“Clinton’s private audience created the appearance of impropriety and feeds the suspicion of special treatment,” he added. “It disserves the nation and Mrs. Clinton. The public should not have to wonder what the two discussed.”

To Republicans, the episode reeked of impropriety and proved Lynch is unfit to oversee the Hillary Clinton email probe, which many thought would have been resolved months ago.

John Cornyn (Texas), the Senate’s No. 2 Republican, has repeatedly called for Lynch to appoint a special prosecutor to oversee the Clinton investigation. On Thursday, he reiterated the demand.

The Monday meeting between Lynch and the former president “does nothing to instill confidence in the American people that her department can fully and fairly conduct this investigation,” he said in a statement. “And that’s why a special counsel is needed now more than ever.”

A decade ago, congressional Democrats demanded that then-Attorney General Alberto Gonzales recuse himself from the case against GOP lobbyist Jack Abramoff, due to ties between Abramoff and the George W. Bush administration.

But even that incident isn’t a fair analogy to the case involving Clinton, watchers said, given the immense stakes involving the potential next president.

“It never gets more politicized than this,” said Orwig, who was generally ambivalent about a special prosecutor.

In a filing on Thursday, Judicial Watch — the conservative legal organization involved in multiple open records lawsuits against the State Department over Clinton’s email setup — filed a request asking the Justice Department’s inspector general to review the meeting.

“This incident undermines the public’s faith in the fair administration of justice,” the group claimed, and “creates the broad public impression that ‘the fix is in.’”

Donald Trump, Clinton’s likely Republican opponent in the general election race, described the meeting as a “sneak” and evidence of the “rigged system” against him.

“I think it’s … one of the big stories of this week, of this month, of this year,” Trump said in an interview on the Mike Gallagher radio show.

The White House has dismissed allegations of political meddling. 

But Coons, the Democratic senator from Delaware, said on CNN’s “New Day” that the private meeting “doesn’t send the right signal.” 

“I think she should have steered clear even of a brief, casual, social meeting with the former president,” he said.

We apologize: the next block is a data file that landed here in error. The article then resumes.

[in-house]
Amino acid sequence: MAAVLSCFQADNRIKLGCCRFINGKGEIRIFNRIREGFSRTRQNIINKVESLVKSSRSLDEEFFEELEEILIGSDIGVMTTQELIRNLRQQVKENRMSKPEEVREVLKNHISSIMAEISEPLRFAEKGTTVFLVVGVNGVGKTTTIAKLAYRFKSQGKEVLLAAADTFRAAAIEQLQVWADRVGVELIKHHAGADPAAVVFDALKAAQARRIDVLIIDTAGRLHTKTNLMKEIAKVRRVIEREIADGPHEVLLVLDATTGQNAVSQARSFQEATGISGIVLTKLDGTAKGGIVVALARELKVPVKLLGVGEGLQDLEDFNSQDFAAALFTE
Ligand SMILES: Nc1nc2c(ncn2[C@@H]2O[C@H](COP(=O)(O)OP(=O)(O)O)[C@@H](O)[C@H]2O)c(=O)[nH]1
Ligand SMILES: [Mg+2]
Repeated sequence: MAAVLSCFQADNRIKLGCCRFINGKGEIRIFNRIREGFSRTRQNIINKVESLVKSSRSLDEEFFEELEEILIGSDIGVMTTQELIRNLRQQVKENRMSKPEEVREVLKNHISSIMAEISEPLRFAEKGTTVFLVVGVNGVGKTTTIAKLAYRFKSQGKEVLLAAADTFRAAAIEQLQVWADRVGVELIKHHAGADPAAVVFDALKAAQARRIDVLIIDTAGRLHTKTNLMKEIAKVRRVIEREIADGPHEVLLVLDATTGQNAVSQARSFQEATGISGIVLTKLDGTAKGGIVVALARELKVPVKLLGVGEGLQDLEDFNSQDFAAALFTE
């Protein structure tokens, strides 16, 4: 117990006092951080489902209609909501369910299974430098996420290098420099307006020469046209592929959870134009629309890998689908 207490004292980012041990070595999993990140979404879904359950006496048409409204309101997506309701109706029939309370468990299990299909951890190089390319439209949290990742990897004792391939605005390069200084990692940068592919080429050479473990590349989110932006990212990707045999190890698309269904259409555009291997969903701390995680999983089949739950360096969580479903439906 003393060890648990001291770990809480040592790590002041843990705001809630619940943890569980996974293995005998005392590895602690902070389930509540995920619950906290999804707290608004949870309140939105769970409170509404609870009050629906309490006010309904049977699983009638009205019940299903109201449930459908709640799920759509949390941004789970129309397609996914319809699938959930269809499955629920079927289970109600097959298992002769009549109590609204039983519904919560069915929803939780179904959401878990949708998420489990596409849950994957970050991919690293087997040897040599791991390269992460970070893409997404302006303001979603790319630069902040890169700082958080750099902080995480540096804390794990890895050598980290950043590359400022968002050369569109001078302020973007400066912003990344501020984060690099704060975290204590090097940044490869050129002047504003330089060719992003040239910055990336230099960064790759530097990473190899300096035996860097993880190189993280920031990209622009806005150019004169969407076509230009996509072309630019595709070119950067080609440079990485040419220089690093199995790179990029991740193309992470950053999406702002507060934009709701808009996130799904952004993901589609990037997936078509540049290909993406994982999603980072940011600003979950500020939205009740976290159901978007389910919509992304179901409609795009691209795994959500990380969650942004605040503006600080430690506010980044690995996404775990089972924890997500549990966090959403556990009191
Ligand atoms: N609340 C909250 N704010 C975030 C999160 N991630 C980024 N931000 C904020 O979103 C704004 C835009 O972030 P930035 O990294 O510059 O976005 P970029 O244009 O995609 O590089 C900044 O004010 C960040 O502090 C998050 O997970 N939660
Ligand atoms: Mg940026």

On Wednesday, following initial news reports about the meeting, critics rallied to a petition claiming Lynch “no longer has the ability to remain neutral” in the Clinton case and should hand the reins off to a special prosecutor.

The meeting had the appearance of an unforced error by the Justice Department, as the episode fed into a politically damaging narrative that Clinton is untrustworthy and, in the words of Trump, “crooked.”

It’s the second time just this month that the department has been forced onto its back foot.

Earlier this month, the FBI was castigated for its decision to redact the name of the Islamic State in Iraq and Syria (ISIS) from the transcript of the 911 call made by Orlando, Fla., gunman Omar Mateen. The move, which was quickly reversed, was harshly criticized by Republicans, who accused the Obama administration of bowing to political correctness at the expense of national security. 
During a hearing in a Senate Judiciary subcommittee this week, Sen. Ted Cruz (R-Texas) pointed to the redactions as the latest example of “purging” references to “to radical Islamic terrorism, to pretend that the threat does not exist.”

Some legal experts said the incident could overshadow the general respect for Lynch and FBI Director James Comey.

“If this becomes some sort of a big blowup political discussion and what have you, then maybe Loretta would think ‘Jeez, I’m sorry I ever got on that airplane,’” said Richard Rossman, a retired federal prosecutor and Justice Department official.  

“Though I’m just not so sure you can say ‘You can’t have any discussions with anybody these days,’” he added. “I hope the world hasn’t become that way.”